TOPEKA (KSNT) — Congregations all over the country are on edge, questioning how a horrific shooting could happen in a church of all places
“My heart just sank,” said Rev. V. Gordon Glenn III, Pastor of St. John AME Church in Topeka, thinking about the moment he found out about the shooting. It was right after he concluded a bible study of his own.
Now Rev. Glenn says he’s devastated thinking about the attack that claimed nine lives in a church just like his.
“It’s a place where people come to feel free of the world’s concerns and cares and dangers,” said Glenn.
Now he worries some may no longer feel safe coming to this space.
“You know I visited a church in Oakland, one of our churches in Oakland and I was really shocked to see that there were armed guards in the parking lot, and I thought oh that seems unnecessary but now I’m re-thinking that,” said Glenn.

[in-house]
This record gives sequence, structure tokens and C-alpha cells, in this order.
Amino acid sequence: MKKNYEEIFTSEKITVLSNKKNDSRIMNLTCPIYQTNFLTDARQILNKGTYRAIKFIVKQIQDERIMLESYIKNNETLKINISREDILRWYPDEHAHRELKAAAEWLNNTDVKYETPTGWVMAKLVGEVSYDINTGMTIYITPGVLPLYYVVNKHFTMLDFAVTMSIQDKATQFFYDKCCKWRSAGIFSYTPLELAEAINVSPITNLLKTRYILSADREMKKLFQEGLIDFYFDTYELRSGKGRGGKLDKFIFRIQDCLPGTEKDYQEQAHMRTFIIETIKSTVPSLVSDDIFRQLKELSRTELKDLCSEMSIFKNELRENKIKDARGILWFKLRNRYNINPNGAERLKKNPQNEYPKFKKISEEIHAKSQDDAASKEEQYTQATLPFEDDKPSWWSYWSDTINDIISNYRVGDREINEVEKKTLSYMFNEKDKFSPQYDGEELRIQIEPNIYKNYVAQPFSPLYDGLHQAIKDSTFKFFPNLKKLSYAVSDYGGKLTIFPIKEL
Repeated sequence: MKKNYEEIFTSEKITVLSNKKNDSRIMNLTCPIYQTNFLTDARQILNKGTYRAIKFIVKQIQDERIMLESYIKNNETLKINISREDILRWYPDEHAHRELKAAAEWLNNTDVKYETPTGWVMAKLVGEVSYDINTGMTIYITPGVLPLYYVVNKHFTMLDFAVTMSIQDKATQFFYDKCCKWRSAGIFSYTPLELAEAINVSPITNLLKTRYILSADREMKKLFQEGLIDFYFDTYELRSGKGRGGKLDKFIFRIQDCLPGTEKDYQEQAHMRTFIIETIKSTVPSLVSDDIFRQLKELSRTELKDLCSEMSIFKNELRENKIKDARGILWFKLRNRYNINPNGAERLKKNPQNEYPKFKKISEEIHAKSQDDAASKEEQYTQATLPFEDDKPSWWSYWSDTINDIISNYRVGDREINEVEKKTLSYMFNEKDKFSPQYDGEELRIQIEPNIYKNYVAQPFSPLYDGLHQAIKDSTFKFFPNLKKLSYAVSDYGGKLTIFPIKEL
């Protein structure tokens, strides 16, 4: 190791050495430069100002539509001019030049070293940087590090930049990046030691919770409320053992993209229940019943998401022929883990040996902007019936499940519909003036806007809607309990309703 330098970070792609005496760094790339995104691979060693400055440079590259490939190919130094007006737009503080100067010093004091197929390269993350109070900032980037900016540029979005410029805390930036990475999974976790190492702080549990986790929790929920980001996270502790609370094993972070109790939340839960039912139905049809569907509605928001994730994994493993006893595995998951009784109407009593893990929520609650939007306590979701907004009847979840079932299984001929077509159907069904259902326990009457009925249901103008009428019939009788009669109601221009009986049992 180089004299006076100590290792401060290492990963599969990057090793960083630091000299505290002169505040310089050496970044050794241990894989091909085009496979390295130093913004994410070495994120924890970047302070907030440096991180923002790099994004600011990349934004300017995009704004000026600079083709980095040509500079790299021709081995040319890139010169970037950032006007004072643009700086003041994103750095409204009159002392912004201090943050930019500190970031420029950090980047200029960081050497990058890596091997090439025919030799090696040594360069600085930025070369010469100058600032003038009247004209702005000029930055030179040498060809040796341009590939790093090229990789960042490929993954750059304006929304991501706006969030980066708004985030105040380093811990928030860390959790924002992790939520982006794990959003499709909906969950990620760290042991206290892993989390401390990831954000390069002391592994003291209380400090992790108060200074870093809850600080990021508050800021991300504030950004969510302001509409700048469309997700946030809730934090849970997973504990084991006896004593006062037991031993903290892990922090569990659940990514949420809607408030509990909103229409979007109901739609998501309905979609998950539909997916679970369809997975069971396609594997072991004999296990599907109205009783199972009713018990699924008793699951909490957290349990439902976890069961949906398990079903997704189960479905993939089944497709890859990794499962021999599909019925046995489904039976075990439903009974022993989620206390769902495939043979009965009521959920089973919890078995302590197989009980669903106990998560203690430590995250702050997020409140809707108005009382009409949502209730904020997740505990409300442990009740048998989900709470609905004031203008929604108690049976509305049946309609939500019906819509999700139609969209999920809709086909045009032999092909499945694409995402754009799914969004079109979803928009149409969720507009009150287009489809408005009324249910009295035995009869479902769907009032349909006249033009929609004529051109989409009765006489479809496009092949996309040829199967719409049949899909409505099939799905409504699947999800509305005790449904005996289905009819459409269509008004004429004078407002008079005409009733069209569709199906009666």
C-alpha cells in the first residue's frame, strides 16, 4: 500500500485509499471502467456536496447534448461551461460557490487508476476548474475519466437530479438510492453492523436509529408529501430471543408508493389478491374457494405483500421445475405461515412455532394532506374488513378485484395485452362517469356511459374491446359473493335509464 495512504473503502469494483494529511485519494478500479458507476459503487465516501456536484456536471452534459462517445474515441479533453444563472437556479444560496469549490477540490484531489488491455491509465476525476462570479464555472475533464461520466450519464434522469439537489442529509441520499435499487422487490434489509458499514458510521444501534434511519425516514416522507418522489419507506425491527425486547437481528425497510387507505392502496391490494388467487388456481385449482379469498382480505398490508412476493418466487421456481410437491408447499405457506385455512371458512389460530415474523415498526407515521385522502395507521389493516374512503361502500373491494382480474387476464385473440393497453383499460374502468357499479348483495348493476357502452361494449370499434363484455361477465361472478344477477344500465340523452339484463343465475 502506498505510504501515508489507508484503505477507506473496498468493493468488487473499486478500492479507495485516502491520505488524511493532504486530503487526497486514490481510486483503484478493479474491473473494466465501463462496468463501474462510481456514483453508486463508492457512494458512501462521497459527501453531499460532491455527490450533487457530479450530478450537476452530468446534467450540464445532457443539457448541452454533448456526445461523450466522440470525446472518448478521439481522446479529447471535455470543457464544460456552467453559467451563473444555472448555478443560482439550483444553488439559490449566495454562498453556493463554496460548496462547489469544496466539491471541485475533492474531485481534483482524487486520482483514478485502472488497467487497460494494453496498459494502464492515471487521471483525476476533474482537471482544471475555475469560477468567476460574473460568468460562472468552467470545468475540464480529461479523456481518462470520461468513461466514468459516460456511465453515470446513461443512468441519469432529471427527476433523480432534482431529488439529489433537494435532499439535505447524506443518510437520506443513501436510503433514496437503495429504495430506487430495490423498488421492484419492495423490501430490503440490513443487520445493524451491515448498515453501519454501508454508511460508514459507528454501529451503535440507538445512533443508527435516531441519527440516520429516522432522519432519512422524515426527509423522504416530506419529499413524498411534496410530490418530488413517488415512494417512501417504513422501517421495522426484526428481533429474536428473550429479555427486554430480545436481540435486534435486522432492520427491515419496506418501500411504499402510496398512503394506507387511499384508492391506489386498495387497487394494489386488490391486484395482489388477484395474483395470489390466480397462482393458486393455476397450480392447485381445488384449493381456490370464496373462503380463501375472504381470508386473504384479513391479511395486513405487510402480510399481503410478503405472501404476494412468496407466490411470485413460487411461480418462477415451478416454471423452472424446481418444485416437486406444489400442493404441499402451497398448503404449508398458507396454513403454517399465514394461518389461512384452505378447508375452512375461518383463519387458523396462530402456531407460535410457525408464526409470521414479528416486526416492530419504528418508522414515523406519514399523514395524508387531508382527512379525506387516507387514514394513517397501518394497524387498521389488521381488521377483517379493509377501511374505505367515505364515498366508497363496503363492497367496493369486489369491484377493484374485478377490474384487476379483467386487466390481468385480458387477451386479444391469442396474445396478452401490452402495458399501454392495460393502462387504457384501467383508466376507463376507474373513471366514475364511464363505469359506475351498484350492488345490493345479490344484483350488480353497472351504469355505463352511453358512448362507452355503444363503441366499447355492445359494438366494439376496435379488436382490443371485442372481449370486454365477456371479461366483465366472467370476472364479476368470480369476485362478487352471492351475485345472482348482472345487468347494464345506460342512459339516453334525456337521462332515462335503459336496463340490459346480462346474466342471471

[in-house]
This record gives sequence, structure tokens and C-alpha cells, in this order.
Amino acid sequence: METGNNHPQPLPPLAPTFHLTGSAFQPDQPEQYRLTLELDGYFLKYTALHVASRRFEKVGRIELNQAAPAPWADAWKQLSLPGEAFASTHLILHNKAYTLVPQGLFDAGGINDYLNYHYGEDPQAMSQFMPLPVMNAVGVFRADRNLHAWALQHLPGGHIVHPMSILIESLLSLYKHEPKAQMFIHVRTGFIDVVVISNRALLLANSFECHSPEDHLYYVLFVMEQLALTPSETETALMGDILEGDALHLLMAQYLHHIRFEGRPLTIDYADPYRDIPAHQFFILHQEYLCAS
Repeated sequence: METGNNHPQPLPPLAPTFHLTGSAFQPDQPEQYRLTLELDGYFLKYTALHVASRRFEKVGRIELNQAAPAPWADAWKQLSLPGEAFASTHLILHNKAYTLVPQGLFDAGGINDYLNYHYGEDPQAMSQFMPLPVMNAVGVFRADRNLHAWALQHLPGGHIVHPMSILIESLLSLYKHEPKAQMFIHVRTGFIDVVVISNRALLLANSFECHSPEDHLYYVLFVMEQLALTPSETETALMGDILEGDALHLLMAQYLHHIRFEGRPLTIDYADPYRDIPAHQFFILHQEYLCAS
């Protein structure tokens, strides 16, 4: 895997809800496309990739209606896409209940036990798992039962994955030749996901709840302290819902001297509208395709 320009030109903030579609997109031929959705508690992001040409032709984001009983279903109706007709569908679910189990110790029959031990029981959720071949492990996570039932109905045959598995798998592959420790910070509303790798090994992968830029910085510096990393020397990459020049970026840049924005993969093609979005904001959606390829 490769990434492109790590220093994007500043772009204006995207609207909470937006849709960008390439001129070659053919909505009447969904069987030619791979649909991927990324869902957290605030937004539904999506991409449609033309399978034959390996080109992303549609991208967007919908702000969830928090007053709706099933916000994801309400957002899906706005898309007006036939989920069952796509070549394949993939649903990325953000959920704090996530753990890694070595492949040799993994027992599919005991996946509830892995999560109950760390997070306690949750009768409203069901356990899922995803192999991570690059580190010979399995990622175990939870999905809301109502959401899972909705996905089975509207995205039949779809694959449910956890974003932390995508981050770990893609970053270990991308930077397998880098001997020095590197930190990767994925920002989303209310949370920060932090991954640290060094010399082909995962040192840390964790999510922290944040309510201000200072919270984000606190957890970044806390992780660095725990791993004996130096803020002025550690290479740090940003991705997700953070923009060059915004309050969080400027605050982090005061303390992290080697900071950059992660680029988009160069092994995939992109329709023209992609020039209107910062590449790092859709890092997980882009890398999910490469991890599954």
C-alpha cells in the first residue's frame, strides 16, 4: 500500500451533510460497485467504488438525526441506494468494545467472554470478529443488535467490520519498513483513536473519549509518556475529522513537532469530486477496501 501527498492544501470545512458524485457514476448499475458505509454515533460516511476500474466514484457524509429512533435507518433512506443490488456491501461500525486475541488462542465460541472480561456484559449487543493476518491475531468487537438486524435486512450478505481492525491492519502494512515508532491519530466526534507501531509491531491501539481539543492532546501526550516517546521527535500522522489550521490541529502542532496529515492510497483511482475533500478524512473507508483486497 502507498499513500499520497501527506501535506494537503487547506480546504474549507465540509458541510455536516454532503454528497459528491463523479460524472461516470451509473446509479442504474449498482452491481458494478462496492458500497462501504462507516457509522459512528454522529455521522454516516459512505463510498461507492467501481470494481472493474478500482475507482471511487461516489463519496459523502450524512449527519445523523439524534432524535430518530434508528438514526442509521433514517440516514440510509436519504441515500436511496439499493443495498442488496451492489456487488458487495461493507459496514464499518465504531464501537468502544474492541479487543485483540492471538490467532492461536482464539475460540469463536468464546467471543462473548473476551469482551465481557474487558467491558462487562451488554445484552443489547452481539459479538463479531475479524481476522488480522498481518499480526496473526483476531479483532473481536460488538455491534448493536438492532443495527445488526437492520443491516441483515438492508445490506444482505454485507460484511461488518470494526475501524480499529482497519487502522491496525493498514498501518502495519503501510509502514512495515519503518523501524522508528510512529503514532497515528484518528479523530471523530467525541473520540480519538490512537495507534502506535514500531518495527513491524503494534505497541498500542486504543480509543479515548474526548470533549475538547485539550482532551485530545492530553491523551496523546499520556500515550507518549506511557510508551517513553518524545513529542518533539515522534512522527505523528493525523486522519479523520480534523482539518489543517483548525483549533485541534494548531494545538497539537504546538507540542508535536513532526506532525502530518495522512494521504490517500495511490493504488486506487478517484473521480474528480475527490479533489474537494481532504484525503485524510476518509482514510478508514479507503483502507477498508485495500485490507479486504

He’s not sure that’s the direction his church should go and some other pastors feel the same.
“I’m not afraid of those who come and walk through our doors. You don’t have to go walk through a church door to do bodily harm to a group of people. That’s truly not the answer for me,” said Pastor Harry Christian of Asbury Mt. Olive Methodist Church.
That’s not to say some things won’t change.
“We’ll all certainly be watching a little bit closer and being vigilant, and parents will probably hold their children a little bit closer, but it’s sad that it has to be that way,” said Glenn.
“I’ll be amazed to see what God does in the midst of all of this. It should have never happened, yes, but in the midst of all this, I believe God’s people across denominations will come together for this cause,” said Christian.
The two pastors share a similar vision: to not dwell on the tragedy, but to look ahead to a time when synagogues, temples, and churches are no longer targets of hatred.
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